The election and its aftermath

Dateline 15 November 2006

The results are in. All that remains is the post-mortem. Everyone will offer simplistic answers. Some Democrats – mostly bloggers - will claim it is a mandate to impeach the President. Most will claim that it was principally about the Iraq War. While this was certainly a factor, there is no evidence that it was the major factor.

People were ready to vote Democrat. The electorate has restored the normal situation of the past 50 years, under which Congress and the Presidency have been under different parties. If a President is automatically a lame duck when his party does not control Congress, then it is a description you must apply to every two term President since the war. Bill Clinton’s party controlled Congress for just two years, as did Eisenhower’s. Reagan’s party never controlled Congress as a whole, though it held the Senate for six years. Bush is the only President since Roosevelt whose party controlled the House for six years of his Presidency, and the Senate for much of that time too. Presidents Truman, Eisenhower, Nixon, Reagan and Clinton were all re-elected, despite facing in their first term the ‘lame duck’ status that Bush will face only for his last two years in office. Were those presidents all without consequence?

On the question of the significance of Iraq, we have only anecdote and polling evidence to guide us. In Connecticut voters plainly wanted a Democrat to represent them in the Senate, but faced with the choice between one who supported the Iraq war and one who opposed it, they decisively opted for the former. Polling by On Message Inc in Republican held swing districts uncovered the fact that only 25% rated ending the Iraq war as the most important issue (admittedly ahead of any other single issue). Asked which party they preferred on Iraq, voters in these critical districts narrowly opted for the Republicans.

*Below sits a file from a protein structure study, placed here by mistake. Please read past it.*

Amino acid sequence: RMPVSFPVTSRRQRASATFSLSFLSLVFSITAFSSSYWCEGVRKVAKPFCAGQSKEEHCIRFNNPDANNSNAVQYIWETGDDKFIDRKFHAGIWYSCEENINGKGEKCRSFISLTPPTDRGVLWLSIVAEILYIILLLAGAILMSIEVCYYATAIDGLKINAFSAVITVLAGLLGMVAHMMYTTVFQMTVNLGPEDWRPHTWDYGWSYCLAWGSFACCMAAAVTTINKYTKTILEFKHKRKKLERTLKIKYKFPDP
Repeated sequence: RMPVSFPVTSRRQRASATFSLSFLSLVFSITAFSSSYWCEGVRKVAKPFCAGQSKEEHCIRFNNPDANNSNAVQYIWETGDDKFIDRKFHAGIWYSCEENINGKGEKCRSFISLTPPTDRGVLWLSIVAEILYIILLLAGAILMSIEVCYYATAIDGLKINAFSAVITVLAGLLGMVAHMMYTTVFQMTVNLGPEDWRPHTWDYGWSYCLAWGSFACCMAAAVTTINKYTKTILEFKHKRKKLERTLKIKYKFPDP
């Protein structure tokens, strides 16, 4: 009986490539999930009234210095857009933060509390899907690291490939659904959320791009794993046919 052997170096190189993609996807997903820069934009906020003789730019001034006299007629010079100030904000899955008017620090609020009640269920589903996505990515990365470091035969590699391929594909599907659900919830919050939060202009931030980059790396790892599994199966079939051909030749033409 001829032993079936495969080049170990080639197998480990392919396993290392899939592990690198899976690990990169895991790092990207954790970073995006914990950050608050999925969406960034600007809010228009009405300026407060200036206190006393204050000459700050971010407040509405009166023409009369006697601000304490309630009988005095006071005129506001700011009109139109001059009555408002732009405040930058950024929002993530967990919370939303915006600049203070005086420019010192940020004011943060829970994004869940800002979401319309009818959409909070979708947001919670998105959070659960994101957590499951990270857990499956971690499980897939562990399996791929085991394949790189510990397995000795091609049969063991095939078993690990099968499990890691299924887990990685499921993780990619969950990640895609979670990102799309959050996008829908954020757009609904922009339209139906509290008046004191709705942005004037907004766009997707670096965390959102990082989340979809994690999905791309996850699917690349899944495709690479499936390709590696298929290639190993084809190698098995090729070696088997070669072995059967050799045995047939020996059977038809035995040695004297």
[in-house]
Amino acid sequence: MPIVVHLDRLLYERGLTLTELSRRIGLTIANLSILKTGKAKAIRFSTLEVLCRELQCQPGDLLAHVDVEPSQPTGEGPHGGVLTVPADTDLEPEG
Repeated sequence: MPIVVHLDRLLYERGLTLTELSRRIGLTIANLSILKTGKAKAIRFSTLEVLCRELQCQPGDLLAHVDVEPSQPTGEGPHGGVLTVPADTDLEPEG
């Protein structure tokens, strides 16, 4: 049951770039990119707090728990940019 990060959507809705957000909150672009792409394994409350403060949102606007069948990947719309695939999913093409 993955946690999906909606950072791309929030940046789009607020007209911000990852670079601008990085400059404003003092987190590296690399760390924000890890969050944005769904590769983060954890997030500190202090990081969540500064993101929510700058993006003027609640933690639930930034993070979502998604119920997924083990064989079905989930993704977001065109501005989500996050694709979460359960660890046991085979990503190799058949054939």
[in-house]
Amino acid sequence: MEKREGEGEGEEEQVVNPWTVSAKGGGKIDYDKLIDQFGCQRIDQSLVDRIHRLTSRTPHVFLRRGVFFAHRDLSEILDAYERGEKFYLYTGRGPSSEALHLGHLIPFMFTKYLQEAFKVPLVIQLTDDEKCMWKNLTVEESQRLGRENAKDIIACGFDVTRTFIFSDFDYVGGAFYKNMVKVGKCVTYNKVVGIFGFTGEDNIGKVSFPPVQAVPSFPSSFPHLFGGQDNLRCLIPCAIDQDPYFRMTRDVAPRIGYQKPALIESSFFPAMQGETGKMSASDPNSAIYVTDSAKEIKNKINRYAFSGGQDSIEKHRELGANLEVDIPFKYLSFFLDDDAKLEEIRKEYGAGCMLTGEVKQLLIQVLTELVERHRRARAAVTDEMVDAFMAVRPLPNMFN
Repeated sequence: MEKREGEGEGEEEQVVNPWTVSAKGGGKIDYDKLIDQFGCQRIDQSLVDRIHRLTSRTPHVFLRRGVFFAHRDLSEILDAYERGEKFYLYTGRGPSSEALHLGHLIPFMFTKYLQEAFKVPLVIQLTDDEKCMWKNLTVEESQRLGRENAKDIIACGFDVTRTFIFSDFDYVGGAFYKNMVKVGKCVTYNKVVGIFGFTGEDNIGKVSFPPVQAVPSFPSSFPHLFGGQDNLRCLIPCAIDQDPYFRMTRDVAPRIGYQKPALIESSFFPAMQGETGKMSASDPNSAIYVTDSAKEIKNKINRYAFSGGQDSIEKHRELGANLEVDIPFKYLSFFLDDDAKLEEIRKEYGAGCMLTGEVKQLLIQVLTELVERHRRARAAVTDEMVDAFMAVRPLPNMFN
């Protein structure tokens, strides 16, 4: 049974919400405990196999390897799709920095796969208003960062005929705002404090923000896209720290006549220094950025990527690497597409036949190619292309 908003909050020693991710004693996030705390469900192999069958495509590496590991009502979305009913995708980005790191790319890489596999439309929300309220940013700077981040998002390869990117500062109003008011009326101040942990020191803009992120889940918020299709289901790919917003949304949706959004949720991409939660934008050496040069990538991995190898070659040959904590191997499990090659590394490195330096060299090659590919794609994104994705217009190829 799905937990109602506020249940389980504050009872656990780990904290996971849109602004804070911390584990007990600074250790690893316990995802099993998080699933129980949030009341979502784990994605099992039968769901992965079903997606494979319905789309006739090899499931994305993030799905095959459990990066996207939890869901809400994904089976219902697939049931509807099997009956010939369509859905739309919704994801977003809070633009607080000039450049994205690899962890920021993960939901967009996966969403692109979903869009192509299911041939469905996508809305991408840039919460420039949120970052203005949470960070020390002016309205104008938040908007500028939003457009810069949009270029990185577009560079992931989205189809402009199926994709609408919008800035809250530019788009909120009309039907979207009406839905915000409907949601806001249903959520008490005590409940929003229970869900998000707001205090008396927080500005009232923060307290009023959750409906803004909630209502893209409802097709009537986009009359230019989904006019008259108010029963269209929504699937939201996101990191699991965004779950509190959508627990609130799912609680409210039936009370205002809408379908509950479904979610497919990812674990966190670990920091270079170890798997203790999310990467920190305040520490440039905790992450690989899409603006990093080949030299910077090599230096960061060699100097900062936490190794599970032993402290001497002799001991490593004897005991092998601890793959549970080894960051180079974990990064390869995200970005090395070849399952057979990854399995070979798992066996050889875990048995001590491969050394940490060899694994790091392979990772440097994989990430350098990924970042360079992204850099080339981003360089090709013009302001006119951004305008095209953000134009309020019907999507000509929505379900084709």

Fully 44% agreed with the statement I think the Republican Party has been incompetent and is not getting the job done for America. This was well ahead of the 35% who agreed with the statement I generally agree with the issues and positions of the Republican Party and support their efforts. Recall, this was in districts which the Republicans won in 2004.

Only 29% thought that Republicans would cut taxes for the middle class, 42% for the Democrats. Only 22% thought Republicans would work to reduce the deficit, 47% for the Democrats. Just 21% thought Republicans would keep government expenditure under control, 38% for the Democrats.

Two things spring from this polling data. Neither party was close to a majority on these questions. Fully 62% do not believe the Democrats will control expenditure and a whopping 79% do not believe that Republicans will. Both groups are correct. But secondly, people who believe that Democrats will do more to control expenditure than Republicans, seem likely to face a disappointing couple of years.

What could happen, is that gridlock will control expenditure. Common Sense always likes to look on the bright side. While Democrats will call for more expenditure, perhaps President Bush will learn to veto legislation. On past form, the President will also call for more expenditure, but perhaps in areas the Democrats will be inclined to vote down.

In a system of checks and balances, gridlock is not necessarily bad. It has not always proved so in the past.

Quentin Langley is editor of an academic at the University of Cardiff and is a columnist with Campaigns & Elections. This article was first published in the Common Sense series for Lake Champlain Weekly.

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